2.  Lady Cosplayers:  You do not have to dress exactly as the characters do in comics.  You do not have to hang your goodies out for all to see.  It is absolutely not mandatory.  However, if you do show massive cleavage, expect a much bigger reaction.  That doesn’t mean you should expect to be sexually harassed, but you should expect guys’ eyes to go wide and then mutter something like “God damn.  That’s hot.”  Understand, that comment is not really directed at you.

You see, I was standing at my table, selling my comics, minding my own business, when blam!  Some half-naked young thang wandered into my field of vision.  I am processing the image of her tits bouncing everywhere.  The process nearly overwhelmed my brain.  She seemed blissfully unaware of the effect she was having.  So when I muttered, “God damn, that’s hot.”  I was trying to focus and get a grip so I didn’t say something much more stupid.

Now, you might say, “You sexist pig!” as that errant cosplayer did to me.  That’s fine.  She’s entitled to her opinion, but she’s not entitled to walk around half-naked in an invisible protected shield of criticism.  Here’s why:

I’m an overweight, 48 year-old comics writer.  I could get myself a skin tight Spiderman costume and parade around the con with my wang and nutsack pressed against the bottom of my stomach.  I’ll bet that same cosplayer wouldn’t want to see that and would good reason.  And it wouldn’t matter if I was an 18 year-old with a 6-pack again.  It’s inappropriate for me or anyone else to walk around a comic book convention half-naked.  Whether that person is a man or woman.  If I can’t tuck my junk appropriately, then I shouldn’t be allowed in the con.  If you can’t hide your nipples through the Lycra, same thing.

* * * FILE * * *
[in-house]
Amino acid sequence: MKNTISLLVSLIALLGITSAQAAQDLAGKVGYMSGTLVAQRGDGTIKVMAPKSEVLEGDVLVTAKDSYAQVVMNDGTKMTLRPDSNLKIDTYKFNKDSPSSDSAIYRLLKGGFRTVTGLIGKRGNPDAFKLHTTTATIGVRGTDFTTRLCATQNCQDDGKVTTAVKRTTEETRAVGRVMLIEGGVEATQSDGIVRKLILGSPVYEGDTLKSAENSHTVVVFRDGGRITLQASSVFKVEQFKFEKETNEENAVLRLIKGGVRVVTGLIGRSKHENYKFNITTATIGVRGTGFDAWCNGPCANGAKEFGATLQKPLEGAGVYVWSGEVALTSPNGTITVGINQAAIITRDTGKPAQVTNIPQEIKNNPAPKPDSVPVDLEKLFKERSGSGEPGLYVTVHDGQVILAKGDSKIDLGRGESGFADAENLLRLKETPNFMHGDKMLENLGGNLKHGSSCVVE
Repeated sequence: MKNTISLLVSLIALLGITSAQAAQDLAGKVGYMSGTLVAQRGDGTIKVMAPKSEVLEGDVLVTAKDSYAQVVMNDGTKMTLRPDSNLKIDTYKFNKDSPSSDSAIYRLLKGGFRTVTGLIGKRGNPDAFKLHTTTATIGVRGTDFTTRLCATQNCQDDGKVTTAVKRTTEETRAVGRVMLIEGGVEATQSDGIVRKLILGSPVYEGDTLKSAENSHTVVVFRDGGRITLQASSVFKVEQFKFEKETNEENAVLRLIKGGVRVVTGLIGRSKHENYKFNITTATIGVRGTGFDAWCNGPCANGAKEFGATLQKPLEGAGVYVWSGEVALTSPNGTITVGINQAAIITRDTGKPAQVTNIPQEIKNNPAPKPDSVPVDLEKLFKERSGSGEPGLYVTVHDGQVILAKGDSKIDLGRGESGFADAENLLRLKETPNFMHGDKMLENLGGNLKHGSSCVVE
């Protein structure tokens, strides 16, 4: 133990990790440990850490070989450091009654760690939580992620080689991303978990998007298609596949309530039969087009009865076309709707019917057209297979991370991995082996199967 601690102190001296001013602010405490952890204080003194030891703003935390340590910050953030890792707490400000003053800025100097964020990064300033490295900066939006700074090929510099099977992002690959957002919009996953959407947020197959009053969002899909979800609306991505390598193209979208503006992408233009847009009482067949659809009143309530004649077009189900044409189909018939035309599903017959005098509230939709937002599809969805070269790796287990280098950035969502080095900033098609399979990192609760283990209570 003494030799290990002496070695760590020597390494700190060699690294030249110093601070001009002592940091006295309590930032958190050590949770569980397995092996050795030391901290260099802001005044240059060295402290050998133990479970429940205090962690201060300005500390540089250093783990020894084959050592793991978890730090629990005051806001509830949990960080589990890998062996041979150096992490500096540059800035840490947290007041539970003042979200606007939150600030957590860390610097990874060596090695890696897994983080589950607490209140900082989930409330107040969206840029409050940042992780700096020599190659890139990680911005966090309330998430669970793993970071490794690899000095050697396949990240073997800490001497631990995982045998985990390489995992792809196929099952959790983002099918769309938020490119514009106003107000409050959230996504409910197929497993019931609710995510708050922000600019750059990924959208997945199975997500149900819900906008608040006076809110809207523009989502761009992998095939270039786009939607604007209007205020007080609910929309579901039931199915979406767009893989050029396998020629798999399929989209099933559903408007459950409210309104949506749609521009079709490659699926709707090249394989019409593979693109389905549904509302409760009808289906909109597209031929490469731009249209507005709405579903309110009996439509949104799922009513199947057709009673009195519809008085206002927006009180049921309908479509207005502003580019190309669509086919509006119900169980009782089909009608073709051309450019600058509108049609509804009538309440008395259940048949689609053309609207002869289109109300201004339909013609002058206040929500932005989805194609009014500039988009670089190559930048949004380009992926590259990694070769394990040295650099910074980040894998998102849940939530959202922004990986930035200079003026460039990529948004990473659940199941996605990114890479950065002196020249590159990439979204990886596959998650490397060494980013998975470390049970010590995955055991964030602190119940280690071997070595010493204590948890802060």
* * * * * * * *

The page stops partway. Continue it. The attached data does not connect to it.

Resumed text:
And if you can’t wear a costume without showing us your ass crack and deep cleavage, get lost.  I didn’t ask to have your goodies waved in my face, especially if you’re underage.  Comic conventions are also full of kids.  If you can’t make a costume that doesn’t make you look like a stripper, maybe you shouldn’t make a costume at all.  And while we’re at it, do not walk around the con using your cleavage to try to get favors.  (Yep, seen it happen more than once.)  That kind of behavior is just a different kind of sexual harassment.

So, in a nutshell, cover up.  Don’t whine to me the comics don’t give you enough “options”.  That’s total crap.  You can’t blame the comics because Power Girl’s costume looks like something out of a strip club.  No one put a gun to your head and insisted it look exactly like the comic.  If you want to look that ridiculous, then you’re going to have to deal with a lot of eyes going wide.  Because that kind of cleavage is not the normal dress code in the outside world.  If a topless or naked woman walks up to me, I’m not going to pretend like she’s not topless or naked.  I’m also not going to pretend you’re not half-naked in your skin tight Lady Deadpool costume.  There’s going to be some kind of natural reaction to that kind of blatant sexual costume from me.  So if I mutter, “Holy shit,” under my breath, it’s because I’m a human being, not a PC robot that can instantly process this extreme image.